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He did get OT for a while through EI but they weren't sure how to best help him so they discontinued services since he has no delays as far as milestones etc. He ended up with about 6mos of OT and although we did learn some things from it, she totally missed the mark with him & just didn't 'get' him. They knew something was off but they couldn't quite figure out what, and didn't know what else to do. We can't afford private OT while DH is unemployed, and because we had a less-than-stellar experience with the EI OT, we're not crazy about putting ourselves in debt for something that might not even help. greensad.gif I think I really needed to hear this reminder though, thank you!! Maybe the thing I really need to work on is a sensory schedule. I keep thinking if we can work out sleep then everything will be better but maybe I need to just give up on the sleep component and focus my energy elsewhere. I'll check out that book and see what else I can find.

Co-sleeping is really wonderful when your child actually SLEEPS!! familybed1.gif
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#34 of 34 Old 01-19-2012, 07:47 AM
 
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Quote:
Originally Posted by crunchy_mommy View Post

I can't imagine him still being in a high chair, he was done with it before 18mos. He'd just unbuckle it & climb out. He's usually pretty good in restaurants so that was a one-off I guess. I don't think he has too much independence, most of the time I feel the opposite, that he's not as independent as other kids his age. shrug.gif
We did finally make a 'no [pretend construction] working on the house' rule -- and that's helped a lot, took out the ambiguity of OK vs. not OK pretend work. He is bummed that his favorite play activity is so limited now -- he can only use tools on his workbench or blocks, unless we've specifically asked him to help us with a project, but he is doing well with it & we came up with a perfect consequence if he 'forgets'... In fact, I feel like we've been doing a lot better with appropriate consequences, it's taken a lot more creativity and energy but it's working out OK so far, though I feel like we're still working on getting over the hump. Plus we're still dealing with major sleep issues, which makes it harder for us to fully enforce things, if he's melting down in sheer exhaustion it's kind of hard to get him to do much of anything but scream. greensad.gif He needs a 'sleep' button like the computer has lol. And he's still chewing his hands and ripping things with his teeth and putting everything in his mouth more than ever, even though his 2y molars finally came all the way in a few weeks ago... I can't figure this kid out.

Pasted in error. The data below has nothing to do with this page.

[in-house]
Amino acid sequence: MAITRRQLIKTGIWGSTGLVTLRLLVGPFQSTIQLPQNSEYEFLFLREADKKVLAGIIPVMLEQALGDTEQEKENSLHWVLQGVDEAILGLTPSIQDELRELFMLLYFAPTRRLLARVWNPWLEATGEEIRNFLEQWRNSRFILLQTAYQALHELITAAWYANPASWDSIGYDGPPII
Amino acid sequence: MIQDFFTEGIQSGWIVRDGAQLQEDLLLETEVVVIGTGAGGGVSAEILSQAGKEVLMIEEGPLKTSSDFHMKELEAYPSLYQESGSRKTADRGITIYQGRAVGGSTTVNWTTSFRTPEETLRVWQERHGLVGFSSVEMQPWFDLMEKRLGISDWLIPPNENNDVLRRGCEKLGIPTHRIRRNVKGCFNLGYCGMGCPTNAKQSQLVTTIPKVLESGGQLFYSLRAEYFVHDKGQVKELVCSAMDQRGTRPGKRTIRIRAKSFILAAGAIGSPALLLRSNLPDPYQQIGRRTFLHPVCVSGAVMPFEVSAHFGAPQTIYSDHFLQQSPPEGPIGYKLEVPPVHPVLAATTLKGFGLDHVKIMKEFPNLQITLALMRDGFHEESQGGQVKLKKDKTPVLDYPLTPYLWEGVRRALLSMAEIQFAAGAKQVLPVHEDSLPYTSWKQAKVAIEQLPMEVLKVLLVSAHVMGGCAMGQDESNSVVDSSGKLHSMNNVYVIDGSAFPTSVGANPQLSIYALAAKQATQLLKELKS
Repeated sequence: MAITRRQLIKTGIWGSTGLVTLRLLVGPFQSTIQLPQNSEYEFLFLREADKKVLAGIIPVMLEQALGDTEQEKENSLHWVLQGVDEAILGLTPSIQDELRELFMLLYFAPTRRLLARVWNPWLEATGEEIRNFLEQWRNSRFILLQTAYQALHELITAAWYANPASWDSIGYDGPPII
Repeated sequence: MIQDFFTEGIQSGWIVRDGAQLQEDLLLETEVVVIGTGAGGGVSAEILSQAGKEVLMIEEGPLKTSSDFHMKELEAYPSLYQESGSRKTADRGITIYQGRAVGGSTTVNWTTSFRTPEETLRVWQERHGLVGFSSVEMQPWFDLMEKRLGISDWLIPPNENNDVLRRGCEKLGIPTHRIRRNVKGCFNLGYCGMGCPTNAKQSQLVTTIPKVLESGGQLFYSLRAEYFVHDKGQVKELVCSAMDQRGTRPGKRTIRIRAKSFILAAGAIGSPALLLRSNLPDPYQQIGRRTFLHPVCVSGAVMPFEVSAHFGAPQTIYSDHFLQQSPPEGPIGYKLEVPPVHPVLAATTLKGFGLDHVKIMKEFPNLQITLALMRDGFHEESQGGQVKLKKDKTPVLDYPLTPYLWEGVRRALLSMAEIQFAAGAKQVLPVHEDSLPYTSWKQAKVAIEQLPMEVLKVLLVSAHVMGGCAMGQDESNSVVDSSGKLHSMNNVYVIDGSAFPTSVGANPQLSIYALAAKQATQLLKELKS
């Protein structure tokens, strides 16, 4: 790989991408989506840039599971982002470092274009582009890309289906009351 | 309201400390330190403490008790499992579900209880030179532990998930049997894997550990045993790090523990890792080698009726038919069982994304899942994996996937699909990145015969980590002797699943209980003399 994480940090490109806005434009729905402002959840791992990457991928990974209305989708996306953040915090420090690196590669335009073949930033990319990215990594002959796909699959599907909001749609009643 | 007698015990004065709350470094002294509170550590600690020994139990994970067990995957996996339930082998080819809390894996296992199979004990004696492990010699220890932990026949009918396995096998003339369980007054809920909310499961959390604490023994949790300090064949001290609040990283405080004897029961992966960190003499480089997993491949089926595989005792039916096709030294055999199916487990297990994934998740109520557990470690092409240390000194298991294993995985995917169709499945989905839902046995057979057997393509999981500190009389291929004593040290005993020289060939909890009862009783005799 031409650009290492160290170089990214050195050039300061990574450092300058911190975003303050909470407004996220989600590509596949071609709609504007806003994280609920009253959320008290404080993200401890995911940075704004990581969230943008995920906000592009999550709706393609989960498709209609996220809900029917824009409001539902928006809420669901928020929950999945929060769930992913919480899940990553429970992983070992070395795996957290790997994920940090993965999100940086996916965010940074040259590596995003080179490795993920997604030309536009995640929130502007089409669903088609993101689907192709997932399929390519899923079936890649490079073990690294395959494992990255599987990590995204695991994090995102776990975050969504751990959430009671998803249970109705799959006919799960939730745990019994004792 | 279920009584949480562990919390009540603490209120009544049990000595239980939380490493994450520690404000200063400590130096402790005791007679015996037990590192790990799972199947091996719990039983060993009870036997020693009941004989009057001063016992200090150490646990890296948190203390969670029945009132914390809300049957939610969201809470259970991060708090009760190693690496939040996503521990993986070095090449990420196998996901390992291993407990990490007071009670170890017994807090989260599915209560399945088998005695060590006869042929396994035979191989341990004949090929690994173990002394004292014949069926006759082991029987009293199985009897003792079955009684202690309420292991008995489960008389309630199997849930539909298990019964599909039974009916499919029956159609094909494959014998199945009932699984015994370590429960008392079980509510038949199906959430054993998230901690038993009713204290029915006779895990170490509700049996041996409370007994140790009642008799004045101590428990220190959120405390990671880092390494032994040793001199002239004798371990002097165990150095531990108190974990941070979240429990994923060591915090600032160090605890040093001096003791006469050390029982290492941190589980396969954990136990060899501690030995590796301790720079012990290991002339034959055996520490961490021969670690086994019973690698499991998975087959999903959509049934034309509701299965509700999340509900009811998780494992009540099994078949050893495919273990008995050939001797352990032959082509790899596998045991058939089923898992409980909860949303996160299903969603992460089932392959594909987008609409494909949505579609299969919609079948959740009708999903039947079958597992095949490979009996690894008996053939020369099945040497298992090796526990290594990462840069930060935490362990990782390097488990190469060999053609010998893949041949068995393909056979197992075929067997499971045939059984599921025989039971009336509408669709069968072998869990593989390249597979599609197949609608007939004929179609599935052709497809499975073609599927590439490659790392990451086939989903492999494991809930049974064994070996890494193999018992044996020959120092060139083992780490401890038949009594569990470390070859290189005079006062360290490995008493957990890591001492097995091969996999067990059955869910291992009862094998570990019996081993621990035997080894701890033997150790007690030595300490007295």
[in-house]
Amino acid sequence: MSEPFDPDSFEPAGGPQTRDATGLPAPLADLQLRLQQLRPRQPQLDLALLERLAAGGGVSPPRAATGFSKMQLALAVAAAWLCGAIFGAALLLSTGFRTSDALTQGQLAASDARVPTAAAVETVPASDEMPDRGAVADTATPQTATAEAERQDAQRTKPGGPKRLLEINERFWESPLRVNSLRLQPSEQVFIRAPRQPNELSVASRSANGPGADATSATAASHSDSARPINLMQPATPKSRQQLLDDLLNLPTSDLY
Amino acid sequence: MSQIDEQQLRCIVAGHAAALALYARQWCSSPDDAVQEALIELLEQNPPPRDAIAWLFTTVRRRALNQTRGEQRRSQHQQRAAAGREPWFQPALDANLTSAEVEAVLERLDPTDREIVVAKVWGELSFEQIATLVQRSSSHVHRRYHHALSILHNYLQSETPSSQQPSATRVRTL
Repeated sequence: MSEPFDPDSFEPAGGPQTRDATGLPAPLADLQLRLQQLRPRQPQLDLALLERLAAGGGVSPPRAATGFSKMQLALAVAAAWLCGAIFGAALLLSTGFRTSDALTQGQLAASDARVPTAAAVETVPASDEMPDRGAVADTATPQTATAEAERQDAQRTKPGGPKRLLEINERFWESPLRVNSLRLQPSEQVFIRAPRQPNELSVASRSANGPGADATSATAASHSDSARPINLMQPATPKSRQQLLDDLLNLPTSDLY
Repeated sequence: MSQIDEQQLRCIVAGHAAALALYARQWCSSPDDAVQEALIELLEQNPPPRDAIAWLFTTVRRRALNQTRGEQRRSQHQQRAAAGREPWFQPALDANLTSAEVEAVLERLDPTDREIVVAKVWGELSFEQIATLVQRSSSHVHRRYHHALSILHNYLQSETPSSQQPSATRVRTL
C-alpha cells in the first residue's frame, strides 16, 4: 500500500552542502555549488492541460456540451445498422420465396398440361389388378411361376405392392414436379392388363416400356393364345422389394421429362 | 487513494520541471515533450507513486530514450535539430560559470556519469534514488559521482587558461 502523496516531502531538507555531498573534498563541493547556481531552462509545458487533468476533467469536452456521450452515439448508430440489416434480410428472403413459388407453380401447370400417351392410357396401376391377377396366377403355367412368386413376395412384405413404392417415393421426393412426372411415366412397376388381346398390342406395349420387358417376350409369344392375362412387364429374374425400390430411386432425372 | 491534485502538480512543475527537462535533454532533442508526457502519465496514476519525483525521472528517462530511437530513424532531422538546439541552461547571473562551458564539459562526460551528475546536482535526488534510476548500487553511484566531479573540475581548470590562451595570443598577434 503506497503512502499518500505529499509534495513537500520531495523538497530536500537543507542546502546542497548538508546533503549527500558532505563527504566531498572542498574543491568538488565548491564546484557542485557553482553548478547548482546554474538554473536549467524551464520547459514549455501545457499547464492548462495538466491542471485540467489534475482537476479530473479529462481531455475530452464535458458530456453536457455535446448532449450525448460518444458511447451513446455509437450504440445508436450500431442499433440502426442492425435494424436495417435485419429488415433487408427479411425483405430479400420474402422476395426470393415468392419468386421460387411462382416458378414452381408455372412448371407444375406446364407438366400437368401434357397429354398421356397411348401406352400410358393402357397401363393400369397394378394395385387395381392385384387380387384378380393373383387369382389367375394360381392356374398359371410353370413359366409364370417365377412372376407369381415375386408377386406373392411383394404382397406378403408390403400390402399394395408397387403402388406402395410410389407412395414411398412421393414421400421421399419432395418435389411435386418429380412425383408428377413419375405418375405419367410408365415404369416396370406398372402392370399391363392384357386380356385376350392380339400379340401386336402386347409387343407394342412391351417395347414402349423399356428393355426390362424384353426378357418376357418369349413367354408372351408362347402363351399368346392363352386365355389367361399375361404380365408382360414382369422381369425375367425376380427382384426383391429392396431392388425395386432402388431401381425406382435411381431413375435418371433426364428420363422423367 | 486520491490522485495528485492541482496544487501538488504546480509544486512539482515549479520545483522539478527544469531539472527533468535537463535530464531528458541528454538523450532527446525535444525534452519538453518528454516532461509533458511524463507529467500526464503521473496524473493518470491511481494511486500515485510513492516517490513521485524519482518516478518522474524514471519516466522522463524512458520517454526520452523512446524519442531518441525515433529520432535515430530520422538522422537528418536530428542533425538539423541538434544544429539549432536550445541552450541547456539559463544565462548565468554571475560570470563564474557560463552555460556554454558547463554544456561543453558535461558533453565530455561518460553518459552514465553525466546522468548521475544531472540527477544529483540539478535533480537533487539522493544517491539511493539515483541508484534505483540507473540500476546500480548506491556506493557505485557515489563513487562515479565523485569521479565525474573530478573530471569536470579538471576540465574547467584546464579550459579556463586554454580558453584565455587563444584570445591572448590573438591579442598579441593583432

OP, have you ever tried giving him some Melatonin before bed?  We used it for a long while here, and I have a friend whose son has some major sensory issues (integrated sensory disorder==he seems to need WAY more input than most kids), and it works wonders for sleep.

 

As for everything else, it sounds like you are doing better.  You and Dh need to always be on the same page, esp. if you both are around all the time.  Be patient, consistent, and communicate.  There are plenty of things dh and I don't feel that we owe the kids a big long explanation about, but plenty of things that we have always discussed.  We have plenty of non negotiables in this house--you will brush teeth, you will wear a seatbelt, you will not tear up the house, you will use an indoor voice inside, you will sit at the table and act civilized for meals or we will never ever take you out in public to eat, etc.  One time one of our kids decided that it was a good idea to get up from the table at a restaurant and play hide and seek under the tables.  Not acceptable!  Said child (3 yo) had to apologize to the person who was occupying the table.  That made quite an impression on my child and it never happened again.  Obviously it was too hard for my child to apologize by himself, so I helped. 
 

 


Happy Homesteading Homeschooling Homebirthing Beekeeping Dready (& a bit redneck even) Mama to 4 fab kids :  dd (23), dd (13), ds (11), dd (5)